Embrace Your Weird: Face Your Fears and Unleash Creativity by Felicia Day
I’ll begin this review with a quote from the book’s introduction:
“Simply put, this book is about uncovering, unblocking, and letting loose FEELING. And then activating ways to SHARE THAT FEELING.”
Simply put, this book is wonderful.
It’s not a “how to” book on improving specific skills on whatever artistic endeavor that you enjoy: writing, creating music, sculpturing, painting, etc. The book aims to help you identify obstacles in the way of you expressing your creativity.
The little word on the back cover’s top left corner is “self-help,” not “art.” You may think of self-help books as corny, ooey-gooey, and “twisting myself into a yogic pretzel and meditating on the mysteries of the cosmos.”
Okay, some readers might label some parts of this book as ooey-gooey. You’re invited to think back to your childhood, when playing pretend and inventing games was natural. Then, while growing up, we learn how things are “supposed to be.” The good part: we become more knowledgeable about the world. The not-good part: the knob of our imagination machine is turned way down.
As a remedy to turn that machine’s knob up is to think to our childhoods to remember how we were back then. The book’s exercises invite us to write what profession we dreamed of as kids, and what we collected. (Actually, exercises are all through the book, with space to write and draw, so it’s a workbook — not just for reading.)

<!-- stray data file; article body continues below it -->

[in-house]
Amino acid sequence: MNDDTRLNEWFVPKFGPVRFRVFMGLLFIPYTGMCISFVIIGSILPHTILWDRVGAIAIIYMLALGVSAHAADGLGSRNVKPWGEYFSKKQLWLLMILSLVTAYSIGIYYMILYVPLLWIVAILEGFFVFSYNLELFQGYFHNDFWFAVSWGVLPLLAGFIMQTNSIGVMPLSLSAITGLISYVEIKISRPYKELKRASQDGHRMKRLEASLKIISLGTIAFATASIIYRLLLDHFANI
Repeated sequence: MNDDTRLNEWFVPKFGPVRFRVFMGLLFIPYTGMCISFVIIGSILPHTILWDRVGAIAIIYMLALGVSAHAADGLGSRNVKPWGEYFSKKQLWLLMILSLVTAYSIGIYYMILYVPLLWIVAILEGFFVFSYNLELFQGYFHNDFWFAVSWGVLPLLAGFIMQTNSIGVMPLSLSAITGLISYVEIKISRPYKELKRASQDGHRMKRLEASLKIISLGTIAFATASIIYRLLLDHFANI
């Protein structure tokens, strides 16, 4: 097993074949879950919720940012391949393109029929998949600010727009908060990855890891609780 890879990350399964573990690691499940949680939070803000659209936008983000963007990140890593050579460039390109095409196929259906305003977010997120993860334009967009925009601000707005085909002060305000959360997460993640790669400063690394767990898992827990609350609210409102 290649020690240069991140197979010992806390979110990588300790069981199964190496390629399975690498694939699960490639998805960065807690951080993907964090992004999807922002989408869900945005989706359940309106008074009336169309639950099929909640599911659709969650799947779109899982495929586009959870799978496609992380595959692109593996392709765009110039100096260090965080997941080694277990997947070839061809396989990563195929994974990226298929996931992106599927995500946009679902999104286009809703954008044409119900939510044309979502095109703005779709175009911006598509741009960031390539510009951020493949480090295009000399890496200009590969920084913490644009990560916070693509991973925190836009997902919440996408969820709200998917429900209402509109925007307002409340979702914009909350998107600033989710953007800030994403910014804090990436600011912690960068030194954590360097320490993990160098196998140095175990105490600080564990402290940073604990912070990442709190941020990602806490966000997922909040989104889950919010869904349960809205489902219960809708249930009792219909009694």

Also included are descriptions of enemies of creativity — whether those are emotions inside us or how other people might treat us. Emotions include anxiety, perfectionism, fear of failure, shame, regret, and more. I’ve felt all those, sure. This chapter talks about how we can work on those feelings, with the goal of calming their voices and strengthening the bravery of our creative wishes.
After the chapter on enemies is, helpfully, a chapter on allies. We don’t live in a vacuum! People are out there who can help us. Family and friends who can encourage us and offer feedback on our projects. Mentors who can guide us in techniques particular to our creative pursuits.
Throughout, the writing is friendly, with quirky asides typically spoken in parentheticals. Illustrations add to the playfulness. Yep, the book practices what it teaches: play, play, play! Direct quote: “the heart of creativity is play.” That’s shown in a drawing of a heart — a more realistic heart than the simple one used in the I Love NY logo (which works very well, no offense to the great Milton Glaser).
I loved this book, and very much recommend it to those who are struggling to connect with the creative/imaginative-ness inside themselves and wish to work on freeing that up.